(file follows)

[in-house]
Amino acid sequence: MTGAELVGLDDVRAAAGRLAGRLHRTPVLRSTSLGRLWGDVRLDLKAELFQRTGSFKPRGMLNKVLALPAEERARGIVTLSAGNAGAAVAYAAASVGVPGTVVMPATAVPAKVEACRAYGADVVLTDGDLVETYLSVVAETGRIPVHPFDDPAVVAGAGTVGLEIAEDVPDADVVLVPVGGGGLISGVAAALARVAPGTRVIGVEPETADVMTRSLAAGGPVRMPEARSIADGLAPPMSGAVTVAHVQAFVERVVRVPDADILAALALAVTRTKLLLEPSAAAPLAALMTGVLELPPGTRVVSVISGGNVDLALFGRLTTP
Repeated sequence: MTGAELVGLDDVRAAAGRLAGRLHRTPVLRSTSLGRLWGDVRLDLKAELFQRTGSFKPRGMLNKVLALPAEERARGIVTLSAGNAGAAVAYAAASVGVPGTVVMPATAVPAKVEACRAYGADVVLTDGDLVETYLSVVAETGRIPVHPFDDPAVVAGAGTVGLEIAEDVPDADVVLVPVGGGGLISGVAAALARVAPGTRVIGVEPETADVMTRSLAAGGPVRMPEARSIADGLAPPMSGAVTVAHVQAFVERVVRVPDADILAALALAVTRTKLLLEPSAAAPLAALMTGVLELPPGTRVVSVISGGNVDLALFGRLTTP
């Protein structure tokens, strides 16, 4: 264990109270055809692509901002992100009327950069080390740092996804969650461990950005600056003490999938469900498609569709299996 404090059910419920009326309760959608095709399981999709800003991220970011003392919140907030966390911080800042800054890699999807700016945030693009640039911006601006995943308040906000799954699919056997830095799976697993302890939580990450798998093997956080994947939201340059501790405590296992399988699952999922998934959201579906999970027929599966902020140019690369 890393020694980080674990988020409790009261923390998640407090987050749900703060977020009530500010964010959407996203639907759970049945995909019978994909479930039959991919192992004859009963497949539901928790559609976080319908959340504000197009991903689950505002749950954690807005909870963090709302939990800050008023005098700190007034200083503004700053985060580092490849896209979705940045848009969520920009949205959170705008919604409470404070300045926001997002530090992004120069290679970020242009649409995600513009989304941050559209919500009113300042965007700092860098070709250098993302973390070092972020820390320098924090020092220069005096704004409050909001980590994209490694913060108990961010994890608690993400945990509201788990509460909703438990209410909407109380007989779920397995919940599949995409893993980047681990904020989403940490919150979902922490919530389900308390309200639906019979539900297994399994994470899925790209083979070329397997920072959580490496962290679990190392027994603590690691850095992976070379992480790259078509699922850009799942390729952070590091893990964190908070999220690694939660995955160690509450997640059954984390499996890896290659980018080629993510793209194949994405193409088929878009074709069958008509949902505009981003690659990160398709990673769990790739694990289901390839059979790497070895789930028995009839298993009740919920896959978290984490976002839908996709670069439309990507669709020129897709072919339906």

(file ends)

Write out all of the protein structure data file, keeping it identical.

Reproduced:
[in-house]
Amino acid sequence: MTGAELVGLDDVRAAAGRLAGRLHRTPVLRSTSLGRLWGDVRLDLKAELFQRTGSFKPRGMLNKVLALPAEERARGIVTLSAGNAGAAVAYAAASVGVPGTVVMPATAVPAKVEACRAYGADVVLTDGDLVETYLSVVAETGRIPVHPFDDPAVVAGAGTVGLEIAEDVPDADVVLVPVGGGGLISGVAAALARVAPGTRVIGVEPETADVMTRSLAAGGPVRMPEARSIADGLAPPMSGAVTVAHVQAFVERVVRVPDADILAALALAVTRTKLLLEPSAAAPLAALMTGVLELPPGTRVVSVISGGNVDLALFGRLTTP
Repeated sequence: MTGAELVGLDDVRAAAGRLAGRLHRTPVLRSTSLGRLWGDVRLDLKAELFQRTGSFKPRGMLNKVLALPAEERARGIVTLSAGNAGAAVAYAAASVGVPGTVVMPATAVPAKVEACRAYGADVVLTDGDLVETYLSVVAETGRIPVHPFDDPAVVAGAGTVGLEIAEDVPDADVVLVPVGGGGLISGVAAALARVAPGTRVIGVEPETADVMTRSLAAGGPVRMPEARSIADGLAPPMSGAVTVAHVQAFVERVVRVPDADILAALALAVTRTKLLLEPSAAAPLAALMTGVLELPPGTRVVSVISGGNVDLALFGRLTTP
């Protein structure tokens, strides 16, 4: 264990109270055809692509901002992100009327950069080390740092996804969650461990950005600056003490999938469900498609569709299996 404090059910419920009326309760959608095709399981999709800003991220970011003392919140907030966390911080800042800054890699999807700016945030693009640039911006601006995943308040906000799954699919056997830095799976697993302890939580990450798998093997956080994947939201340059501790405590296992399988699952999922998934959201579906999970027929599966902020140019690369 890393020694980080674990988020409790009261923390998640407090987050749900703060977020009530500010964010959407996203639907759970049945995909019978994909479930039959991919192992004859009963497949539901928790559609976080319908959340504000197009991903689950505002749950954690807005909870963090709302939990800050008023005098700190007034200083503004700053985060580092490849896209979705940045848009969520920009949205959170705008919604409470404070300045926001997002530090992004120069290679970020242009649409995600513009989304941050559209919500009113300042965007700092860098070709250098993302973390070092972020820390320098924090020092220069005096704004409050909001980590994209490694913060108990961010994890608690993400945990509201788990509460909703438990209410909407109380007989779920397995919940599949995409893993980047681990904020989403940490919150979902922490919530389900308390309200639906019979539900297994399994994470899925790209083979070329397997920072959580490496962290679990190392027994603590690691850095992976070379992480790259078509699922850009799942390729952070590091893990964190908070999220690694939660995955160690509450997640059954984390499996890896290659980018080629993510793209194949994405193409088929878009074709069958008509949902505009981003690659990160398709990673769990790739694990289901390839059979790497070895789930028995009839298993009740919920896959978290984490976002839908996709670069439309990507669709020129897709072919339906």